Since many of our applications are continuously being upgraded to latest java versions, most of us may have already installed
jenv command line tool. But, does it really work the way it should for you? Or, are you struggling to understand or configure it the right way?
Do you ever find yourself having to build user interfaces for web applications without an interaction designer or UI developer in sight? What on earth is a fullstack-ish backender supposed to do?! The UXers are off gathering insights, graphic designers are in a different corporate silo all together, the nearest frontender is busy.Read more >
We run many micro-services based on java, j2ee technologies and usually try to keep up with all the updates coming in on a day to day basis in the technologies so when java9 was announced we thought that “Hmmm…. thats new”. It was the first java release that wasn’t backward compatible, came with a declaration that it will surely break all our environments and would need time and effort to solve it. We took it as a challenge and thought that we will sail through it easy, but trust me we were wrong.Read more >
The following writeup is the story of a fairly exhausting search for a bug in Mybring, that we encountered because we thought that the now 7 year old websocket standard would be safe to use. It’s a fairly comprehensive writeup that covers a few hectic days in January where we got familiar with the RFC, how the http-websocket upgrade handshake works, driving to a customer in order to debug the problem on-site with wireshark and lots of trial and error. The short summary is that if you have customers with “very secure” corporate networks, you need to be very careful about relying on websockets to work. The long story follows here – if you prefer the condensed version, there’s a list of learning points at the very end of the text.Read more >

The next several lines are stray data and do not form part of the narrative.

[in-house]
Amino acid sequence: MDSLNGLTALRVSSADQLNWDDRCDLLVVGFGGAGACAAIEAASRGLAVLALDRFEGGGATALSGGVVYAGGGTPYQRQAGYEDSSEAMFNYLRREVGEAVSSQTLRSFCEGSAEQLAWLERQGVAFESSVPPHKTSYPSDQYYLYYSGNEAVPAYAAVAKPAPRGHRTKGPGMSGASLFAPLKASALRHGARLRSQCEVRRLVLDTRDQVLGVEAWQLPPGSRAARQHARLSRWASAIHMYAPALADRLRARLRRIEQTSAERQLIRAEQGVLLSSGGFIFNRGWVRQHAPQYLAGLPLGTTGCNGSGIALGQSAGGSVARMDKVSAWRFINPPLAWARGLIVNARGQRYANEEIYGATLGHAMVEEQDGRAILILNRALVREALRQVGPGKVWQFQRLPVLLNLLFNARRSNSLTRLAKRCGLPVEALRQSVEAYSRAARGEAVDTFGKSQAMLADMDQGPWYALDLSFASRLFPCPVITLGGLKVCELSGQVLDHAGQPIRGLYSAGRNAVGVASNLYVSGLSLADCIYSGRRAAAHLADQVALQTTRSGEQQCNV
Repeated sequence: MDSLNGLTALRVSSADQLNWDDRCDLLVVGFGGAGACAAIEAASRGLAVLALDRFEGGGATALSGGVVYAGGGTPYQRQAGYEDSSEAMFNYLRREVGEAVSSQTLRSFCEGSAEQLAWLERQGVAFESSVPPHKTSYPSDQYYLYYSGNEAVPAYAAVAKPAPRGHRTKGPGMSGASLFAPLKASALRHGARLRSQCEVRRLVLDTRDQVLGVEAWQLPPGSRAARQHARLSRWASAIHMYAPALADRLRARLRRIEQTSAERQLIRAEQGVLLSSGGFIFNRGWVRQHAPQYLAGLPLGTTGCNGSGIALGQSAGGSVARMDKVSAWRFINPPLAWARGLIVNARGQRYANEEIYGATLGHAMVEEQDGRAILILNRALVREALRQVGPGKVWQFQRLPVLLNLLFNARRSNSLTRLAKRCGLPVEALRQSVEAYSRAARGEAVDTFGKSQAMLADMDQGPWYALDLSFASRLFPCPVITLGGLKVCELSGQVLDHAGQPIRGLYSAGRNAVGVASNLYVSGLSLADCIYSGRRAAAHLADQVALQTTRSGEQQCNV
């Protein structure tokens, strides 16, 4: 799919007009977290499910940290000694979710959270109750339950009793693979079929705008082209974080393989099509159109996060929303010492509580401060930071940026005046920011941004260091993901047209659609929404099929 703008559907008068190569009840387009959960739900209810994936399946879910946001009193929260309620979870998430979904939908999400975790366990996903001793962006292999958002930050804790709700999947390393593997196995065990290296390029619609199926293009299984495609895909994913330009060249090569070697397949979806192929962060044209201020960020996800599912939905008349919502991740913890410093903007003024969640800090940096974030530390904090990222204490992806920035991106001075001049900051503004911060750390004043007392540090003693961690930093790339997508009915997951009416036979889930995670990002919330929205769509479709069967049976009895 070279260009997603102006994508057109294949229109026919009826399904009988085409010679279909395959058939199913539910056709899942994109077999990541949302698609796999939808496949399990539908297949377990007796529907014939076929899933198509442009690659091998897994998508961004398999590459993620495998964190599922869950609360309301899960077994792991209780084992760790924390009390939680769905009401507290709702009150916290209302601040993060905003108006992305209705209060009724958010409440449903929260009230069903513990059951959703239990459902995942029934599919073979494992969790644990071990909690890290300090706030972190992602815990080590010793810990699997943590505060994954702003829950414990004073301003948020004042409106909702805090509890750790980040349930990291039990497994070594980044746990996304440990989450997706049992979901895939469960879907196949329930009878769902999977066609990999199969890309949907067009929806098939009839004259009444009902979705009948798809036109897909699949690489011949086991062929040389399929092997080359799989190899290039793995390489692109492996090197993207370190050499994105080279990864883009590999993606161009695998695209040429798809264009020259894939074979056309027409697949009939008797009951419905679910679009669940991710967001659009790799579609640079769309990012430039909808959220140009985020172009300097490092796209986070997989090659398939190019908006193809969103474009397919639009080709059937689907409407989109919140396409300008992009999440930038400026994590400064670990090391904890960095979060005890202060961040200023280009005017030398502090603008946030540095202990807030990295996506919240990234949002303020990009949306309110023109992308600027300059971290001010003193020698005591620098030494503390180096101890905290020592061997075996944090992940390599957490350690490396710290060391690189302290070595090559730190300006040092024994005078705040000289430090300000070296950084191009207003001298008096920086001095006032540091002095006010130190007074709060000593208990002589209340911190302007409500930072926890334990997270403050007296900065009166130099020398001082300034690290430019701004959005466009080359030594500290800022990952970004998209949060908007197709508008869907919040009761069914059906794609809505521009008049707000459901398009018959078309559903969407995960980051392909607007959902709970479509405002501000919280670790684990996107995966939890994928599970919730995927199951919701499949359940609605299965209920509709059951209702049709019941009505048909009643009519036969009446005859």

Sometimes it’s fun to take a break and look back at what’s happened in the past and do a little reflection. Or maybe we just think numbers are fun – there’s probably a reason why we like computers! So today we have sat down and looked at the recent past to try to find some interesting numbers. Everyone knows there’s strength in numbers, so here we go!Read more >
There’s a saying that goes “an ounce of prevention is worth a pound of cure”. As a software developer, I definitely prefer being able to anticipate and prevent problems rather than stressfully fixing broken systems. Frequently when something in a computer goes haywire, it’s because it ran out of something important, like database connections, disk space, inodes, file descriptors or kernel magicians. Of these resources, the ones that are easy to monitor usually have some sort of threshold-alerts in order to get ahead of the problems.Read more >